5 things Netflix told us about their streaming plans in India

Netflix has now been streaming in India for 3 weeks. We caught up with Jonathan Friedland, Chief Communications Officer, Netflix and asked him some burning questions about the company's India plans. Here's what he had to say.

Published Date
03 - Feb - 2016
| Last Updated
03 - Feb - 2016
 
5 things Netflix told us about their streaming plans in India

Netflix really wants Indians to like them. This was reiterated by Jonathan Friedland, Netflix’s Chief Communications Officer at a recent interview with Digit. Netflix launched in India just three weeks back and we caught up with the management to take stock of how the streaming service plans to evolve in a country like India, where piracy is second to religion and audiences are hungry for quality content. Here are 5 things we found out about Netflix’s future plans for India.

Content or the lack of it?

Naturally, the first question we asked Netflix was about the content on the platform or more appropriately put, the lack of it. From its inception in India, Netflix has had a gun to its head because of less content on its streaming platform in India. Just to give you an idea, if you haven’t already seen this splashed across the web, Netflix in India houses only 7% of what’s available in the US. So, what’s the reason for this exclusion, we asked.

As Netflix’s Friedland explained, “We have been streaming in the United States for 10 years, so we can afford a lot more in United States. Whenever we start out in a new country, we have a pretty small catalogue and then we add to it consistently over time. The reason why we do that is because we want to know what people are watching and we do away with the stuff that people are not watching. Licensing is still pre-internet. Studios license content per territory to one broadcaster. So, with House of Cards for instance, We made HoC in the US 3 years ago and we could not afford it in other countries. So, somebody else licensed it in India.”

Friedland makes a valid point here as later on in the interview he would compare Netflix to television channels, and point out that since the licensing regime has not evolved over the years, certain content cannot be provided in India at this moment because of pre-existent licenses owned by other television channels such as Zee Cafe, Star World etc. Although, in a ray of hope for HoC fans, Friedland told us that the stirring political drama will “soon” find its way on Netflix in India.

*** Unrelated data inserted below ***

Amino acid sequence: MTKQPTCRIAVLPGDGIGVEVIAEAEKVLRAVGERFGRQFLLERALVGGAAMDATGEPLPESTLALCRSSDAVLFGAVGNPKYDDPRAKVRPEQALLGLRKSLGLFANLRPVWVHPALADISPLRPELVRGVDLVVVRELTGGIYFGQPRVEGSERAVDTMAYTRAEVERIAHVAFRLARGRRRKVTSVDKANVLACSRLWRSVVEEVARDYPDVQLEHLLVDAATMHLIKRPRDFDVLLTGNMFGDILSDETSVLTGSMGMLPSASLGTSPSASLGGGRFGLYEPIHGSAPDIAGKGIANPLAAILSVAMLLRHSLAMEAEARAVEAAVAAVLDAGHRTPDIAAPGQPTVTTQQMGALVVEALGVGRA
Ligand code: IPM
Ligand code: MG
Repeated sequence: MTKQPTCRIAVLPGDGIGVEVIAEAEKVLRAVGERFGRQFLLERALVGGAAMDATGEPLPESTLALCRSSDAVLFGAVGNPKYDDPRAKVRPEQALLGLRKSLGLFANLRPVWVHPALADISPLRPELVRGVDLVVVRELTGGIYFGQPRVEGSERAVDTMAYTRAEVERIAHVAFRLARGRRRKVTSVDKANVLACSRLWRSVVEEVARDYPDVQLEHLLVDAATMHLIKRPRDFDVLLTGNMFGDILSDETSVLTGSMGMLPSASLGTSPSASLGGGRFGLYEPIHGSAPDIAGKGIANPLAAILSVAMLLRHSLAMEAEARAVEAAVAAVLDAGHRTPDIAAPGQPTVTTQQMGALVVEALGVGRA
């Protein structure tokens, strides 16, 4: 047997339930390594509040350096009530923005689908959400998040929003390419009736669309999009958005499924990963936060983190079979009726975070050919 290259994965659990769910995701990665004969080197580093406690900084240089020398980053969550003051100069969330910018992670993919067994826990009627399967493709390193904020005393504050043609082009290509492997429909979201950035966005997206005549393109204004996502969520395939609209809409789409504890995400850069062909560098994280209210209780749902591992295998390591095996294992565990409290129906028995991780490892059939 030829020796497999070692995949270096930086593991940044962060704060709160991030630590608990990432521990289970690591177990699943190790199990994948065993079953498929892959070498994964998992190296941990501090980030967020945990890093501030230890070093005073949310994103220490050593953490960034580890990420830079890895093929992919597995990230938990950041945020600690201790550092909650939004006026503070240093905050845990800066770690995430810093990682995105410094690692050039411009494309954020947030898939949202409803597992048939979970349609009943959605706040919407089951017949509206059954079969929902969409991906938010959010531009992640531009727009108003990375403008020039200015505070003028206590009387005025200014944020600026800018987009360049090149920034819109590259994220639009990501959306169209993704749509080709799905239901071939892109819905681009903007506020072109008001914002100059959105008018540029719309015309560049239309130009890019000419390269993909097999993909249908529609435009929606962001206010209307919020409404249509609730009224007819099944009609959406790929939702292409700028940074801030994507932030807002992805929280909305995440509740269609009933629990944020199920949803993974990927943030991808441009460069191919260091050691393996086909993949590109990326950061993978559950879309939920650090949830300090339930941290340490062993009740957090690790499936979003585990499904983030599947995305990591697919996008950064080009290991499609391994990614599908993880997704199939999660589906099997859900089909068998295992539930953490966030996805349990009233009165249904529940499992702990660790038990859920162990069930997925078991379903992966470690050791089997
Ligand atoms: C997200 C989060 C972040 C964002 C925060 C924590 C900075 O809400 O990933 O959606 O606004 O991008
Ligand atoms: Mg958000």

What’s the deal with India specific content?

“We are trying to build out the service in a way that it’s right for India. The fact of the matter is we Indian consumers are going to like yet,” said Friedland. What users need to understand here is that Netflix does NOT specialise in Indian content. Expecting Netflix to be the next Hotstar or Hungama or Eros Now is not only unfair but it’s actually stupid! It’s like expecting Facebook to be like Linkedin. That will never happen because each has it’s own niche.

Netflix specialises in original content. To forget that Netflix is also a production house and not just a streaming service is a mistake most of us are making right now. Highlighting the same, Friedland said, “We are primarily focussed on English speaking, Credit Card holding people who live in urban centres and mostly what they are interested in at this point are Netflix’s original content. We have quite a bit of Indian content and we will be adding more. It’s too early to say when we are going to localise and when we will do a Hindi UI. It’s just very early.”We agree competition is tough and it’s too early to expect 5000 Indian movies on Netflix, but then again, the company has no qualms in accepting its core strength and not wavering from it, just to please Hindi content watching audiences. Friedland sets the record straight once and for all by saying, “We are never going to be a streaming service with this much Indian content as Indian streaming services.”

Netflix shopping for Native Indian content? 

Yes, seems like Netflix is shopping for content from India. The company has just acquired indie filmmaker Q’s film - Brahman Naman at the Sundance film festival. “We have a content licensing team that is constantly looking at different things. Brahman Naman is interesting. A bunch of us saw the movie and we made an offer for it and luckily they accepted. So, it will be available not only in India on Netflix, but everywhere in the world,” said Friedland.

No VPNs Please! - Netflix

A recent blog post by Netflix talked about the company’s efforts towards blocking VPNs used for accessing all Netflix content available in the US. This of course is something the company continues to struggle with as more and more people want access to Netflix’s full library of content. Friedland pointed out, “Anybody who is using a VPN to access Netflix has been against our terms of usage and what we’ve done is we’ve upgraded the technology alongside Hulu, BBCi and all the other streaming services.” So yes, using a VPN to access Netflix is going to become tougher, if it already hasn’t. We have also witnessed bugs in services such as SmartFlix, which essentially act like VPNs and make all of Netflix’s content accessible.  

Does Netflix implement local caching servers at the ISP level in India?

Yes, they are already doing so. Although Friedland refrained from naming ISPs, he confirmed that Netflix has open connect servers in India and that they have been working on them for quite some time.

So that was Netflix’s take on its streaming service and its future in India. Catch the whole interview on the Digit YouTube channel below.
 

Adamya SharmaAdamya Sharma

Adamya Sharma sits among boys all day long listening to geek talk and wondering what the hell is she doing with her life.